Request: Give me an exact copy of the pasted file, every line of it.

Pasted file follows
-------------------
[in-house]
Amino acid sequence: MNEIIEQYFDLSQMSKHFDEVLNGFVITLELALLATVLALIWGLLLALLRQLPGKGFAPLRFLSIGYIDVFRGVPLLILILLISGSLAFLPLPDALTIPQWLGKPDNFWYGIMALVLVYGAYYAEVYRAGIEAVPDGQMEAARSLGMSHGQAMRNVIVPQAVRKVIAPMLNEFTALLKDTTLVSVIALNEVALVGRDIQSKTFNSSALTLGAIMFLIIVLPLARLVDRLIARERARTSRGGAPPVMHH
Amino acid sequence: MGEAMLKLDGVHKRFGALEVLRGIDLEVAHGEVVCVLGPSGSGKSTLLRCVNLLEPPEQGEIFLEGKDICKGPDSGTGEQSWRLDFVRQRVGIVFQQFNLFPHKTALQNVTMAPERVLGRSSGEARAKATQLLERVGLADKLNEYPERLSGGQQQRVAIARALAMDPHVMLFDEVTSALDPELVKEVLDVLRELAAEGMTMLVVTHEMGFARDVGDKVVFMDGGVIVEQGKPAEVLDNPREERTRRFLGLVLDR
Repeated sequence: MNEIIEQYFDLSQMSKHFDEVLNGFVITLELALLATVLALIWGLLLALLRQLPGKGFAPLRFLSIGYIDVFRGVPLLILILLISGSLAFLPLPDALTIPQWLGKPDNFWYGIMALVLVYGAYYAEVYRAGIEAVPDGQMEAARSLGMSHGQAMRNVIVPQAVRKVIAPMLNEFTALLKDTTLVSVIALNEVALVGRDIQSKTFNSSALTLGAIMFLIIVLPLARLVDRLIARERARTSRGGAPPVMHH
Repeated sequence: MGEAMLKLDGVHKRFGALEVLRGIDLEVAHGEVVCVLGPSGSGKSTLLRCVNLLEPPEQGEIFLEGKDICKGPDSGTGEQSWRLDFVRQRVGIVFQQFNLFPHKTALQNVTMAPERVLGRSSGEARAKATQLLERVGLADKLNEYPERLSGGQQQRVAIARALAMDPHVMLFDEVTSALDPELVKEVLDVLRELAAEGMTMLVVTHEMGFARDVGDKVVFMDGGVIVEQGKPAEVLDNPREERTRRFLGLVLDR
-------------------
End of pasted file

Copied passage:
[in-house]
Amino acid sequence: MNEIIEQYFDLSQMSKHFDEVLNGFVITLELALLATVLALIWGLLLALLRQLPGKGFAPLRFLSIGYIDVFRGVPLLILILLISGSLAFLPLPDALTIPQWLGKPDNFWYGIMALVLVYGAYYAEVYRAGIEAVPDGQMEAARSLGMSHGQAMRNVIVPQAVRKVIAPMLNEFTALLKDTTLVSVIALNEVALVGRDIQSKTFNSSALTLGAIMFLIIVLPLARLVDRLIARERARTSRGGAPPVMHH
Amino acid sequence: MGEAMLKLDGVHKRFGALEVLRGIDLEVAHGEVVCVLGPSGSGKSTLLRCVNLLEPPEQGEIFLEGKDICKGPDSGTGEQSWRLDFVRQRVGIVFQQFNLFPHKTALQNVTMAPERVLGRSSGEARAKATQLLERVGLADKLNEYPERLSGGQQQRVAIARALAMDPHVMLFDEVTSALDPELVKEVLDVLRELAAEGMTMLVVTHEMGFARDVGDKVVFMDGGVIVEQGKPAEVLDNPREERTRRFLGLVLDR
Repeated sequence: MNEIIEQYFDLSQMSKHFDEVLNGFVITLELALLATVLALIWGLLLALLRQLPGKGFAPLRFLSIGYIDVFRGVPLLILILLISGSLAFLPLPDALTIPQWLGKPDNFWYGIMALVLVYGAYYAEVYRAGIEAVPDGQMEAARSLGMSHGQAMRNVIVPQAVRKVIAPMLNEFTALLKDTTLVSVIALNEVALVGRDIQSKTFNSSALTLGAIMFLIIVLPLARLVDRLIARERARTSRGGAPPVMHH
Repeated sequence: MGEAMLKLDGVHKRFGALEVLRGIDLEVAHGEVVCVLGPSGSGKSTLLRCVNLLEPPEQGEIFLEGKDICKGPDSGTGEQSWRLDFVRQRVGIVFQQFNLFPHKTALQNVTMAPERVLGRSSGEARAKATQLLERVGLADKLNEYPERLSGGQQQRVAIARALAMDPHVMLFDEVTSALDPELVKEVLDVLRELAAEGMTMLVVTHEMGFARDVGDKVVFMDGGVIVEQGKPAEVLDNPREERTRRFLGLVLDR